Like many businesses, you use social media to advance your marketing efforts. And why shouldn't you? It's affordable, easy to use and a great way to interact with prospective customers or die-hard followers.
On Monday, you visit your Facebook page to discover dozens of offensive posts coming from your account along with the logo of a prominent hacking group. Yikes! You quickly delete the posts, sign out of all devices and reset your password. But it's too late. The damage has been done.
Cyber vandalism is a big problem for brands because it directly impacts public perception of your company. Thankfully, there are steps you can take to reduce your chances of being vandalized. Remember, if your organization ever succumbs to cyberattack, cybersecurity liability insurance from CyberPolicy can bail you out.
The first thing you need to understand about cyber vandals are their motives. Otherwise, how will you know what to protect and why?
There are essentially three types of cyber vandals: script kiddies, grey hat hackers and black hat cybercriminals.
The first group is made up of newbie hackers in their teens or early twenties who are learning to test their skills. Generally, they find hacking kits or "scripts" on the dark net to fire at easy targets (such as a small business' Twitter page).
But just because script kiddies are low-level hackers doesn't mean they aren't dangerous. Some experts believe that an inexperienced script kiddie and disgruntled PlayStation user was responsible for 2016 Dyn DDoS attack that knocked dozens of websites and services offline.
The second group straddles the line between ethical hacking outright cybercrime (something that the tech community refers to as "grey hat hacking"). Take for instance the hacking group OurMine. In late 2016, this group infiltrated several highly visible social media profiles including Netflix's Twitter account, Facebook CEO Mark Zuckerberg's Pinterest page and Google CEO Sundar Pichai's Quora account.
Their goal? To promote OurMine's cybersecurity consultation service. Even if they didn't post anything insulting to these pages, this sort of vandalism reflects badly on the victims' cybersecurity efforts.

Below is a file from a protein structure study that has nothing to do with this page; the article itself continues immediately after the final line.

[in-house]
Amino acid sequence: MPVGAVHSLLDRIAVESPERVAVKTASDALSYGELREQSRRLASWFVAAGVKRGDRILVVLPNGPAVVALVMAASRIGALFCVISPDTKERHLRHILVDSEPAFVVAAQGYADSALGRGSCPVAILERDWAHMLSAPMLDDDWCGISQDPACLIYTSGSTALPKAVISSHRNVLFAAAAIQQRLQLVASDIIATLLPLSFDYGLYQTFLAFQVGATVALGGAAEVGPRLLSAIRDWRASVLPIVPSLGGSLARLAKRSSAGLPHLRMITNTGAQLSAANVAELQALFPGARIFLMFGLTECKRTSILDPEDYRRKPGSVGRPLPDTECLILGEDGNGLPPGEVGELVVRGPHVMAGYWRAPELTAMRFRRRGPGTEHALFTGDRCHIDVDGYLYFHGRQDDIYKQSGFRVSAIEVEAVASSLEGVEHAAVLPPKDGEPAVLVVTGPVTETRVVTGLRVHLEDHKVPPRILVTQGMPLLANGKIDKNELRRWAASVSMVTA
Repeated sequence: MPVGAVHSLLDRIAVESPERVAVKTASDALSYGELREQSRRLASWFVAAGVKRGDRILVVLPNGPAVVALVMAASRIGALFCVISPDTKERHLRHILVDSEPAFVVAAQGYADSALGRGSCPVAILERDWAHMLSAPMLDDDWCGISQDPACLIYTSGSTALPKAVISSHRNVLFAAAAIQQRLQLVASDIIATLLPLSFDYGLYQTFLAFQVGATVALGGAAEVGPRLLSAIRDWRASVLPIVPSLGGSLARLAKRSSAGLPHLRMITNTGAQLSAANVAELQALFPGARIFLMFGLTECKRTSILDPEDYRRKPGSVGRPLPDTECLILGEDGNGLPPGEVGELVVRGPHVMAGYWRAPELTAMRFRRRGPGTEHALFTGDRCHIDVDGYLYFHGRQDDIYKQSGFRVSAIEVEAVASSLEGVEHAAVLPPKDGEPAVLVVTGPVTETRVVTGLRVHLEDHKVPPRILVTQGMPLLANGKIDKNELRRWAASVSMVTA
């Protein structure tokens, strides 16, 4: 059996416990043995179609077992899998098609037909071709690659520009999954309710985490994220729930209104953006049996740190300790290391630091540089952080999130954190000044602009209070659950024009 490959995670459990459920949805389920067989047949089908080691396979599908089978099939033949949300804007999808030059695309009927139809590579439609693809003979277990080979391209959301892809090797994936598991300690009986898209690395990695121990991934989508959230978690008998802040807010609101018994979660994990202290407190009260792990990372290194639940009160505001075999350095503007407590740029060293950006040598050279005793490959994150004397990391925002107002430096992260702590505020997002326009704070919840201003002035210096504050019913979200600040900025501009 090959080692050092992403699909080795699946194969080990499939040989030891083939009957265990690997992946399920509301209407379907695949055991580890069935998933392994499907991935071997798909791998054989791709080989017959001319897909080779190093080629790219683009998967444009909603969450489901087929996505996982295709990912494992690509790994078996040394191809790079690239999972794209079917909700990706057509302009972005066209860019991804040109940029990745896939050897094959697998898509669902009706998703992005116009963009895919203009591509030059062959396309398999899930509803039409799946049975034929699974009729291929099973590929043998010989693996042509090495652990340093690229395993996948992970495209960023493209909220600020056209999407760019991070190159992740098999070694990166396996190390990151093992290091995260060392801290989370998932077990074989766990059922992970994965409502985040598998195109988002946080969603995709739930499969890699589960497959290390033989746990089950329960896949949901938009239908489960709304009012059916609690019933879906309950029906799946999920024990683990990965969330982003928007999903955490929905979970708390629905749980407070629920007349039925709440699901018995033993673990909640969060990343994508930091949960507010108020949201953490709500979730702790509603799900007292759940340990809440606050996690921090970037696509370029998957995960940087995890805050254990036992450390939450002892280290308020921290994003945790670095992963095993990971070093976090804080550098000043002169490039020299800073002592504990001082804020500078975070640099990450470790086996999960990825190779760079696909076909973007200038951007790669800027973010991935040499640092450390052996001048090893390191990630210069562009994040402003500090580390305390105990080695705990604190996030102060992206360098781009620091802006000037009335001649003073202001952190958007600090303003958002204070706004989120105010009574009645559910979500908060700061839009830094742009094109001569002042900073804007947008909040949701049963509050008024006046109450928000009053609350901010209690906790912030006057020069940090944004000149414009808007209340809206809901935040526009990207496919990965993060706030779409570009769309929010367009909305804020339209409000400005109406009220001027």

The final group is unequivocally the most destructive. Black hat cybercriminals want nothing more than to harm your brand. For example, the black hats could compromise your social media pages, post dozens of inflammatory comments and change your sign-in credentials so you can't access the account... Well, not until you pay a ransom fee in Bitcoin at least.
The best thing you can do for your brand is learn how to avoid these incidents altogether.
-Start by employing strong and unique passwords on all your accounts. Simple passphrases can easily be cracked by brute force attacks, and redundant passwords are quickly exploited through credential stuffing scams.
-Make sure you implement two-factor authentication to prevent unauthorized users from accessing your social accounts by requiring an additional sign-in permission from an approved email account or mobile device.
-Whatever you do, do not try to challenge or taunt the attacker. This can only end in disaster.
If, however, you do fall victim to cyber vandals - sign out of all devices immediately, change your passwords, delete the offending posts and reach out to your cybersecurity liability insurance provider. They can help you assess the financial damages (if any) and recommend next steps - such as reporting the incident or inspecting your network for other signs of intrusion.
Don't delay - Visit CyberPolicy for your free cyber insurance quote today!